Types of Aquatic Plants for Home and
There are various types of plants that can be planted in home garden ponds to provide a wide variety of habitat for plants and animals. Aquatic plants can not only provide aesthetic value to your pond but can also provide shelter for young fish and insects. Here are a few of the types we commonly find in garden ponds:
Submerged plants (oxygenators or pondweeds)
These are the first plants that should be put into a newly completed pond for two reasons. First, they start putting oxygen into the water and grow rapidly during the growing season; and they have secondary forms of pond life in them.Such as water fleas and daphnia which, as long as there is no competition, rapidly reproduce, creating a richer environment that encourages other forms of beneficial pond life. It is worth visiting your local pond shop to see what oxygenators they have available, but take care that they are native to your environment, as some imported plants can grow rampantly and are unable to provide food or shelter for native forms of pond life. Weigh down oxygenators with small metal collars (which can be obtained from aquatic supply shops) so that they take root at the bottom of the pond. Excessive amounts of pondweed should be thinned out during the summer months, by hand or using a plastic rake. Using pond liners that are impermeable deter submerged plants.
These obtain their nutrients from fine root hairs that they suspend in the water. It is important that floating plants are not allowed to cover too much of the surface of the pond, as they can stifle the submerged plants that depend on light filtering down through the water. If they become over-vigorous, they can be raked out. Some plants are liable to frost damage and should be brought indoors during periods of extreme cold.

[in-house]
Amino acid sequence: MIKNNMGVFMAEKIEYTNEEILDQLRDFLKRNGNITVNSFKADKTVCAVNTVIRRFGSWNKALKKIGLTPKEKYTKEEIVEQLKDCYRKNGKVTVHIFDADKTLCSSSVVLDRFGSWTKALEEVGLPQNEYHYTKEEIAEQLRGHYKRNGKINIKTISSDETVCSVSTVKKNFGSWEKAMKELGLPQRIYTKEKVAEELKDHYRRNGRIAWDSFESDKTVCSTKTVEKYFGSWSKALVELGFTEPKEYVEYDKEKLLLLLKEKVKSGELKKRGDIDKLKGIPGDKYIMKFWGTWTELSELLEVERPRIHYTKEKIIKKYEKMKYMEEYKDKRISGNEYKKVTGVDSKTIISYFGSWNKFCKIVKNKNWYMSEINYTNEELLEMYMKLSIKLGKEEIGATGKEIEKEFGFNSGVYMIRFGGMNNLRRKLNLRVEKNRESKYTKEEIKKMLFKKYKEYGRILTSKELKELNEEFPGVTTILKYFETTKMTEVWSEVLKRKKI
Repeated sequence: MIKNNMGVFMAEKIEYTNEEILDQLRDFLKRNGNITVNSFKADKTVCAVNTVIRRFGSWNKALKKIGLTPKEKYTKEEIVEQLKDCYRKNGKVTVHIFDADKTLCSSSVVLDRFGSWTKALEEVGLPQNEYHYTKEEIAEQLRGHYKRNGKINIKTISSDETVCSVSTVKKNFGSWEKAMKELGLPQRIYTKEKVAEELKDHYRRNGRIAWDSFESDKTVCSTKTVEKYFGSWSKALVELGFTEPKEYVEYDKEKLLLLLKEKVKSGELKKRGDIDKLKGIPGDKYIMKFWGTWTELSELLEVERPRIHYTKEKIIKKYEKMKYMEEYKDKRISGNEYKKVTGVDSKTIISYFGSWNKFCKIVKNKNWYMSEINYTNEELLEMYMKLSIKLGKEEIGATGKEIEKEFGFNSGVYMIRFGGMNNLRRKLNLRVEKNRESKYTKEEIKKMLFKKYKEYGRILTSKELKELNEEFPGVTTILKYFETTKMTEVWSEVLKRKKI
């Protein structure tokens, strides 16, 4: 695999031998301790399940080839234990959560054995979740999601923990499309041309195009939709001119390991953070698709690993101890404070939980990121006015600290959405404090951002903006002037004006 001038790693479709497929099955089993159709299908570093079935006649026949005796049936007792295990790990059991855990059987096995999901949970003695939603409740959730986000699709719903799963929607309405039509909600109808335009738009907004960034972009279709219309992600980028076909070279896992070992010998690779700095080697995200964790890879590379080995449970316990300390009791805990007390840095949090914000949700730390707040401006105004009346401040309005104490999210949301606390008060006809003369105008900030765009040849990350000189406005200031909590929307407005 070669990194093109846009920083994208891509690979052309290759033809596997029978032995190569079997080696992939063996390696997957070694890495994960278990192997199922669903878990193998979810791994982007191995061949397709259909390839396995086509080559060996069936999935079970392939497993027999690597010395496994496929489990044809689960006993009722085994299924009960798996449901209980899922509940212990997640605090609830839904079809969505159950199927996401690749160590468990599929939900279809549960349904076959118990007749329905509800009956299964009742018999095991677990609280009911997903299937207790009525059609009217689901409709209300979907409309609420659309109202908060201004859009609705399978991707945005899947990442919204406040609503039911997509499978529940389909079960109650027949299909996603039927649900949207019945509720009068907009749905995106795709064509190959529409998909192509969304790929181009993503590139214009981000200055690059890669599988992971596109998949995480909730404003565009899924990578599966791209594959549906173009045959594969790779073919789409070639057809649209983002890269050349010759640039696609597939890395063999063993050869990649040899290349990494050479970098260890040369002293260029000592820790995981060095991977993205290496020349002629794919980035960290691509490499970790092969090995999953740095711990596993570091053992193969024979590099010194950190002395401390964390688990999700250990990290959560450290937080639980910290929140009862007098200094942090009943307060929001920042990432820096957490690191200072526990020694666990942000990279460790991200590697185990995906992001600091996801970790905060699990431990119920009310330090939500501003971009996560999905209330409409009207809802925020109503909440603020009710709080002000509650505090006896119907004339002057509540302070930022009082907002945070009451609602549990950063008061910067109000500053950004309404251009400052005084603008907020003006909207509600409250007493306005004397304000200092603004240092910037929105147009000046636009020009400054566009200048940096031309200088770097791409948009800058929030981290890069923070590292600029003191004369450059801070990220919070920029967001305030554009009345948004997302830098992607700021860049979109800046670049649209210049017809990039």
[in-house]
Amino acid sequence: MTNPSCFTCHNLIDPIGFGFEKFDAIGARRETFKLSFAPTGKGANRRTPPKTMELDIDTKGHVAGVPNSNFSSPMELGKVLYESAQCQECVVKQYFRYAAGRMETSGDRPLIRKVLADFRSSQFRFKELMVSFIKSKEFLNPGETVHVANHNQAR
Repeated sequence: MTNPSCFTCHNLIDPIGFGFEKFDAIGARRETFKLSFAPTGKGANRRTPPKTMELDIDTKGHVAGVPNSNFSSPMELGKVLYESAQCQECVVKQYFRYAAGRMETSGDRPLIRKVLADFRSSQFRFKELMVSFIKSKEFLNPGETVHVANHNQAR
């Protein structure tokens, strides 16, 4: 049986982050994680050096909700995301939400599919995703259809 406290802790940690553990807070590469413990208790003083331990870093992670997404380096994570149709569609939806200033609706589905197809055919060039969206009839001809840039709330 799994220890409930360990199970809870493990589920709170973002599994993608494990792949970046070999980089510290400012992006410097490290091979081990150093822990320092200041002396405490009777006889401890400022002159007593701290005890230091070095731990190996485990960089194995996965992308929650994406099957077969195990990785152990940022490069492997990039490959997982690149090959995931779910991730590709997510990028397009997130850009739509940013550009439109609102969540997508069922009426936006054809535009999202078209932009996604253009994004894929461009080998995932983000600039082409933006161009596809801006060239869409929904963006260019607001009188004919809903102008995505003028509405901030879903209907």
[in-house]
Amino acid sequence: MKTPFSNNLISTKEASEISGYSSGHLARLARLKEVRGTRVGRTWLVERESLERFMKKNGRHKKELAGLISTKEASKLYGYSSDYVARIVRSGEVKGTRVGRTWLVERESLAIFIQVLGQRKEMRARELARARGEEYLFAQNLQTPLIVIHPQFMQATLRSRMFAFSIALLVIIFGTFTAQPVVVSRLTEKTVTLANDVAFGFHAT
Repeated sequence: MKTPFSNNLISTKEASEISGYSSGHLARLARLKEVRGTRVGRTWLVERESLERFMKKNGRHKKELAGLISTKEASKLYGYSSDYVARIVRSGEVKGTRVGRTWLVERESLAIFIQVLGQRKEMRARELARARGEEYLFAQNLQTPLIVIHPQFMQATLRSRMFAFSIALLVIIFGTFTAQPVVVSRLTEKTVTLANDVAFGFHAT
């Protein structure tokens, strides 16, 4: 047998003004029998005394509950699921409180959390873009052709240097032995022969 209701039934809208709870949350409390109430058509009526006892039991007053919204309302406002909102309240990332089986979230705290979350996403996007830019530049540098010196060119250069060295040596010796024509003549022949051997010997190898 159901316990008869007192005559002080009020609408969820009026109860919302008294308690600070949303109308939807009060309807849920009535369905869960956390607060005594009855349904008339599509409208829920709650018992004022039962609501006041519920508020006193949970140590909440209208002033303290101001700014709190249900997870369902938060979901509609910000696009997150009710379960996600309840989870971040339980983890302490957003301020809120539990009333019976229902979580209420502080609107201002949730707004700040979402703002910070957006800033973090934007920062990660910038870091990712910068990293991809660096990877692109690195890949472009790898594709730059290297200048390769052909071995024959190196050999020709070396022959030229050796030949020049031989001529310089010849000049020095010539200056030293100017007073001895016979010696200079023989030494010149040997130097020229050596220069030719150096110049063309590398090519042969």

One of the most popular floating-leaf plants in water lilies with round or oval leaves, which are suitable for any depth of water up to 68 in. deep. There is a wide range available with a variety of leaf sizes, and if you live in a tropical region, a more exotic range is available. Floating-leaf plants should be grown in pots placed upright on the bottom of the pond at levels to suit. Remove excess and dying leaves, cutting the stems as low as practical in the water. Lilies need to be thinned and divided after some years. Lift the plants in their baskets to the side of the pond and, using pruning shears, cut the corms into two sections, making sure that both halves have roots, flower heads, and leaves. Cut back long or damaged roots and replant in clay or aquatic soil in perforated pots with the corm just showing above the soil, and cover with gravel to hold the earth in place.
Shallow·water and bog plants
Planted on planting shelves, bog areas or in containers at the edge of a pond, perennial shallow-water plants grow up quickly in the spring and die down in the autumn. Some forms of plants, such as rushes and grasses, which remain standing in the winter, will provide color and form during the winter months. They should be divided in the autumn after two or three years. Some plants require different care and conditions so read the labels carefully and plant accordingly. Some preformed pond liners have shelves made to accommodate plants such as these.
Marginal aquatic plants
These may be much larger than the shallow-water and bog plants that grow at the water’s edge. During the winter months, they offer contrasting scale, color, and form, and may produce reflections of the water. It must be remembered that, although they are next to the pond, they are outside the wet area and unable to take water from the pond so that they may require additional watering during the early years while they establish themselves and develop. Be aware that while some plants might be called marginal plants – like some species of bamboo they are so fast growing that the sharp roots can damage a flexible pond lining. Home garden ponds are not well suited to these plants.